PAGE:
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Ausable River Association hires new stream restoration associate

Gary Henry (Photo provided)

WILMINGTON — After a nationwide search, the Ausable River Association (AsRA) announces the hire of Peru, New York, resident Gary Henry for the position of stream restoration associate.

Working closely with Executive Director Kelley Tucker, Henry will transition to lead the survey, assessment, design, construction and long-term monitoring of stream restoration projects, including climate-ready culvert replacements.

A licensed geoscientist, Henry started working on geomorphic river surveys nearly 20 years ago while a graduate student at Baylor University in central Texas. After graduate school, he continued doing freelance work on river surveys, usually in the rapidly urbanizing areas of central and north-central Texas, while working full-time as a hydrogeologist and project manager at an environmental engineering firm in Dallas.

In 2009, Henry relocated to the Champlain Valley and joined the faculty at Clinton Community College in Plattsburgh, where he developed and taught environmental coursework in a new program aimed at training technicians for work in industries such as soil and groundwater remediation and wastewater treatment. He later developed a two-year program in environmental science and was awarded the SUNY Chancellor’s Award for Excellence in Teaching for his innovative approach to project-based instruction in 2017.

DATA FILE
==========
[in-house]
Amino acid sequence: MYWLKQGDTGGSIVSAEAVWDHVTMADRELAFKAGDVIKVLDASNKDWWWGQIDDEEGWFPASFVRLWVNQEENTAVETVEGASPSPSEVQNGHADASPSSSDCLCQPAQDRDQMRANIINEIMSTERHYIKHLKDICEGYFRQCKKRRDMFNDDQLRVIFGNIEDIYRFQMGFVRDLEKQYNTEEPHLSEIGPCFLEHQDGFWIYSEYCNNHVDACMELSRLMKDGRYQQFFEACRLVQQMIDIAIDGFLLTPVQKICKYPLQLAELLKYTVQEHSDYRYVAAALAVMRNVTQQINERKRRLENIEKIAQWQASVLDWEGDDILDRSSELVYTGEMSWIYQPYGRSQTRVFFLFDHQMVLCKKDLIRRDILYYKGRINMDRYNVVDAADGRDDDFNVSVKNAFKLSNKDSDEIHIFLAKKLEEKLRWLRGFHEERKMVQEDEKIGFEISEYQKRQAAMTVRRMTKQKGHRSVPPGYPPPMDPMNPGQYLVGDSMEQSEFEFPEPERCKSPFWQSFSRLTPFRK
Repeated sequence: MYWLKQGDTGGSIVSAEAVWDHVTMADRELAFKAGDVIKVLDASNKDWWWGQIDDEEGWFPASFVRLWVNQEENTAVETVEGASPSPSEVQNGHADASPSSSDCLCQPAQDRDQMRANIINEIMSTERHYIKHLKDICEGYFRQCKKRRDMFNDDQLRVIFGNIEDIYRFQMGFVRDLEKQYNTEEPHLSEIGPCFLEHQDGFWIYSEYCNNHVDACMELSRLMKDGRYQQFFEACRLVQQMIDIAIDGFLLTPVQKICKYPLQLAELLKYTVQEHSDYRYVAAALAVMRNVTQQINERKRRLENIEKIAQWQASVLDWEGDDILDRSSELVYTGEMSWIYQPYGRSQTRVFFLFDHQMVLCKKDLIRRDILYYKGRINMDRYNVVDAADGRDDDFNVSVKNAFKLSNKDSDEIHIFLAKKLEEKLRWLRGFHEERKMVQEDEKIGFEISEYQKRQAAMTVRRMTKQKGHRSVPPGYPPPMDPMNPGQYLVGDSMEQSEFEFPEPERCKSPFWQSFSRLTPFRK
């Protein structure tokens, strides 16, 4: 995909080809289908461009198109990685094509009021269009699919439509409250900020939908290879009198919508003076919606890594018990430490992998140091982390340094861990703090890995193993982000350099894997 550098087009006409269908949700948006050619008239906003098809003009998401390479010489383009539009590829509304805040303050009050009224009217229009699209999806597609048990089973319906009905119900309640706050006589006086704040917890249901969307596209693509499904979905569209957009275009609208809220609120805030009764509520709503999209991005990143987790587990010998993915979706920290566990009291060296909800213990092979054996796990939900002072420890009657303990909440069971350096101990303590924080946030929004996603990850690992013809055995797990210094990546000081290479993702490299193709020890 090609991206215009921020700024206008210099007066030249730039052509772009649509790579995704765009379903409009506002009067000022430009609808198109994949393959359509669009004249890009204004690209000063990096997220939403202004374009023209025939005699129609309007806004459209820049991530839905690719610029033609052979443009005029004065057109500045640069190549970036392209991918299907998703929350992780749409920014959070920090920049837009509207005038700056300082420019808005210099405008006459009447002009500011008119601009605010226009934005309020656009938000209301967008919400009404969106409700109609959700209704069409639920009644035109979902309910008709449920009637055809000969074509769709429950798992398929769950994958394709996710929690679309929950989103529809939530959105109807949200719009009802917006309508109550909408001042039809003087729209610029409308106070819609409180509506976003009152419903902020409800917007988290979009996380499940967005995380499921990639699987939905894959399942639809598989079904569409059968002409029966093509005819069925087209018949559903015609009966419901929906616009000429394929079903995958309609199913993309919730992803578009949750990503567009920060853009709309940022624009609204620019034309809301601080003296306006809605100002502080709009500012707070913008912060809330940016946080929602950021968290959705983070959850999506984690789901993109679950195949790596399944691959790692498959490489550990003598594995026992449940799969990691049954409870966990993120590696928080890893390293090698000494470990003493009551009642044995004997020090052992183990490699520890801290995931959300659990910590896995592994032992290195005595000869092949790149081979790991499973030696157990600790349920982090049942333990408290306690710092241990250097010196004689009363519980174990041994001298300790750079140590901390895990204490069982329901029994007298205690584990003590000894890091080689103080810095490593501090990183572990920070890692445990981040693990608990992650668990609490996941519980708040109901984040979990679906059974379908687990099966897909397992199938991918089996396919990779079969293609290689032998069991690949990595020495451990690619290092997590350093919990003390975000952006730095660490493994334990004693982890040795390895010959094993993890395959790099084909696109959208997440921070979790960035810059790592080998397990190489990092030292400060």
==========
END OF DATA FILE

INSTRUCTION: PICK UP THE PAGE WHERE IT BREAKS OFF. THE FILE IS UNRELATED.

“I’m always looking for new challenges, and I’m excited for the opportunity to work with an organization that allows me to pursue my lifelong fascination with the form and processes of rivers,” Henry said. “The beauty of this watershed is immeasurable, and there is important work to be done here as we work to restore and maintain the self-sustaining functions of the Ausable and its many tributaries.”

“Gary will work with our partners at the U.S. Fish & Wildlife Service, The Nature Conservancy Adirondacks, and others to continue our efforts to assess, monitor and, when needed, restore the health of our Ausable streams,” said Tucker, who has led the association’s restoration projects for the last seven years, expanding the organization’s capacity to address the concerns of landowners and municipalities while prioritizing stream health. “His skill and knowledge will allow us to better meet the growing demand of our healthy streams program.”

In the next year, thanks to funds from the Lake Champlain Basin Program and the Governor’s Office of Storm Recovery, AsRA will oversee construction of two restoration projects: one on the East Branch of the AuSable River in the hamlet of Keene and another in the hamlet of Upper Jay. Another project includes the survey and design of a priority project on the main stem of the AuSable River in AuSable Forks.

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